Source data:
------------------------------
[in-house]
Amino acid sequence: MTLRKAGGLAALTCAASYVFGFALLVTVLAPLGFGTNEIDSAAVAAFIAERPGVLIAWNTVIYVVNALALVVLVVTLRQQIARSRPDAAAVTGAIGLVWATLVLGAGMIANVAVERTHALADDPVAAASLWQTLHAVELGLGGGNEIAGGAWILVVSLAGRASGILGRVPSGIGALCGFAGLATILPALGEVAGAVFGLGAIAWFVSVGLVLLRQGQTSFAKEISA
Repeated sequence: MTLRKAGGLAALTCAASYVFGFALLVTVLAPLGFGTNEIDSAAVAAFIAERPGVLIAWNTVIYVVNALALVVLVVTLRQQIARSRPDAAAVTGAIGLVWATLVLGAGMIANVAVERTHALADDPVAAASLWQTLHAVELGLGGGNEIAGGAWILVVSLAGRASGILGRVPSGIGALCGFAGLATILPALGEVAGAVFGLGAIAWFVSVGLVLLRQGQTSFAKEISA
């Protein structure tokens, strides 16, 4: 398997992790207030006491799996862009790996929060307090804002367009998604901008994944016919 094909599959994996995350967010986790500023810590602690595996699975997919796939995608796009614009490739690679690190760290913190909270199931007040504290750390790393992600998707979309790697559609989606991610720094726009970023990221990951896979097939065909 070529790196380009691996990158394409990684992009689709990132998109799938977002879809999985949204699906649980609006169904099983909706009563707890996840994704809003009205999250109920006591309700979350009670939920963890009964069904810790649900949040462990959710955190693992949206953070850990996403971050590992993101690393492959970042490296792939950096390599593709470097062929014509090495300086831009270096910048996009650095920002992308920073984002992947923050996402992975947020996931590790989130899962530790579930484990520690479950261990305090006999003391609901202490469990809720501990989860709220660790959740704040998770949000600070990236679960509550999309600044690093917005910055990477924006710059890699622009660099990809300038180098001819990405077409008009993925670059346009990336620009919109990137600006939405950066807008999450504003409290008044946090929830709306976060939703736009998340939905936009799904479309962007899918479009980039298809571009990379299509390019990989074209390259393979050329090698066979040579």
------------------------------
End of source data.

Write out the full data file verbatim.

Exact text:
[in-house]
Amino acid sequence: MTLRKAGGLAALTCAASYVFGFALLVTVLAPLGFGTNEIDSAAVAAFIAERPGVLIAWNTVIYVVNALALVVLVVTLRQQIARSRPDAAAVTGAIGLVWATLVLGAGMIANVAVERTHALADDPVAAASLWQTLHAVELGLGGGNEIAGGAWILVVSLAGRASGILGRVPSGIGALCGFAGLATILPALGEVAGAVFGLGAIAWFVSVGLVLLRQGQTSFAKEISA
Repeated sequence: MTLRKAGGLAALTCAASYVFGFALLVTVLAPLGFGTNEIDSAAVAAFIAERPGVLIAWNTVIYVVNALALVVLVVTLRQQIARSRPDAAAVTGAIGLVWATLVLGAGMIANVAVERTHALADDPVAAASLWQTLHAVELGLGGGNEIAGGAWILVVSLAGRASGILGRVPSGIGALCGFAGLATILPALGEVAGAVFGLGAIAWFVSVGLVLLRQGQTSFAKEISA
């Protein structure tokens, strides 16, 4: 398997992790207030006491799996862009790996929060307090804002367009998604901008994944016919 094909599959994996995350967010986790500023810590602690595996699975997919796939995608796009614009490739690679690190760290913190909270199931007040504290750390790393992600998707979309790697559609989606991610720094726009970023990221990951896979097939065909 070529790196380009691996990158394409990684992009689709990132998109799938977002879809999985949204699906649980609006169904099983909706009563707890996840994704809003009205999250109920006591309700979350009670939920963890009964069904810790649900949040462990959710955190693992949206953070850990996403971050590992993101690393492959970042490296792939950096390599593709470097062929014509090495300086831009270096910048996009650095920002992308920073984002992947923050996402992975947020996931590790989130899962530790579930484990520690479950261990305090006999003391609901202490469990809720501990989860709220660790959740704040998770949000600070990236679960509550999309600044690093917005910055990477924006710059890699622009660099990809300038180098001819990405077409008009993925670059346009990336620009919109990137600006939405950066807008999450504003409290008044946090929830709306976060939703736009998340939905936009799904479309962007899918479009980039298809571009990379299509390019990989074209390259393979050329090698066979040579």